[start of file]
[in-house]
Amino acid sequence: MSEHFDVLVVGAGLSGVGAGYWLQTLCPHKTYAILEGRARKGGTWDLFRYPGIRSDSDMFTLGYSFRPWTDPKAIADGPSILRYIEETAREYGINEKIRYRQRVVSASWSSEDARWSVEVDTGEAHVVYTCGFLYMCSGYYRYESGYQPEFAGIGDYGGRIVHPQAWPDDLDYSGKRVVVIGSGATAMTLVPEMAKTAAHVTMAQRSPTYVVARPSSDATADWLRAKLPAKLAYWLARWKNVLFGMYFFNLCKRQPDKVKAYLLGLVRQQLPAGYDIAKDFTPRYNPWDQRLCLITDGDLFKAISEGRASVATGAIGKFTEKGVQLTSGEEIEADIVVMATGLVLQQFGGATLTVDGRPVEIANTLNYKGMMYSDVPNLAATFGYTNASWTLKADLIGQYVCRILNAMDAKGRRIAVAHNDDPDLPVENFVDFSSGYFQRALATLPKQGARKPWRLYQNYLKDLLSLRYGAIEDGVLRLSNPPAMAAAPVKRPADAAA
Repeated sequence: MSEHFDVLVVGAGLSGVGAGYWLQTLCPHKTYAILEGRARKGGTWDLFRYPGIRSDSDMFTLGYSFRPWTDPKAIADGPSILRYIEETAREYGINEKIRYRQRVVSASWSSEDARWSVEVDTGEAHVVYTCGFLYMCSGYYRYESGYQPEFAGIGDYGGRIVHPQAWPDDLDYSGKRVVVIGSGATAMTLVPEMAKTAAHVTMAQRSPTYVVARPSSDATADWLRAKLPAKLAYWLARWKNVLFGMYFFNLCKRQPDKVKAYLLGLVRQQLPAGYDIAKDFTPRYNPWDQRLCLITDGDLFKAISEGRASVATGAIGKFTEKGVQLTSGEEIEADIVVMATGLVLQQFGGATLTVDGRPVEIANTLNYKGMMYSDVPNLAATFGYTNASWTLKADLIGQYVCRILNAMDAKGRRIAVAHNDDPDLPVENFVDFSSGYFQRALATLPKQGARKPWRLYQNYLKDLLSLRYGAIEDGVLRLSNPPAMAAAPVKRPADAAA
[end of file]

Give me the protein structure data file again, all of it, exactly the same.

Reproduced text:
[in-house]
Amino acid sequence: MSEHFDVLVVGAGLSGVGAGYWLQTLCPHKTYAILEGRARKGGTWDLFRYPGIRSDSDMFTLGYSFRPWTDPKAIADGPSILRYIEETAREYGINEKIRYRQRVVSASWSSEDARWSVEVDTGEAHVVYTCGFLYMCSGYYRYESGYQPEFAGIGDYGGRIVHPQAWPDDLDYSGKRVVVIGSGATAMTLVPEMAKTAAHVTMAQRSPTYVVARPSSDATADWLRAKLPAKLAYWLARWKNVLFGMYFFNLCKRQPDKVKAYLLGLVRQQLPAGYDIAKDFTPRYNPWDQRLCLITDGDLFKAISEGRASVATGAIGKFTEKGVQLTSGEEIEADIVVMATGLVLQQFGGATLTVDGRPVEIANTLNYKGMMYSDVPNLAATFGYTNASWTLKADLIGQYVCRILNAMDAKGRRIAVAHNDDPDLPVENFVDFSSGYFQRALATLPKQGARKPWRLYQNYLKDLLSLRYGAIEDGVLRLSNPPAMAAAPVKRPADAAA
Repeated sequence: MSEHFDVLVVGAGLSGVGAGYWLQTLCPHKTYAILEGRARKGGTWDLFRYPGIRSDSDMFTLGYSFRPWTDPKAIADGPSILRYIEETAREYGINEKIRYRQRVVSASWSSEDARWSVEVDTGEAHVVYTCGFLYMCSGYYRYESGYQPEFAGIGDYGGRIVHPQAWPDDLDYSGKRVVVIGSGATAMTLVPEMAKTAAHVTMAQRSPTYVVARPSSDATADWLRAKLPAKLAYWLARWKNVLFGMYFFNLCKRQPDKVKAYLLGLVRQQLPAGYDIAKDFTPRYNPWDQRLCLITDGDLFKAISEGRASVATGAIGKFTEKGVQLTSGEEIEADIVVMATGLVLQQFGGATLTVDGRPVEIANTLNYKGMMYSDVPNLAATFGYTNASWTLKADLIGQYVCRILNAMDAKGRRIAVAHNDDPDLPVENFVDFSSGYFQRALATLPKQGARKPWRLYQNYLKDLLSLRYGAIEDGVLRLSNPPAMAAAPVKRPADAAA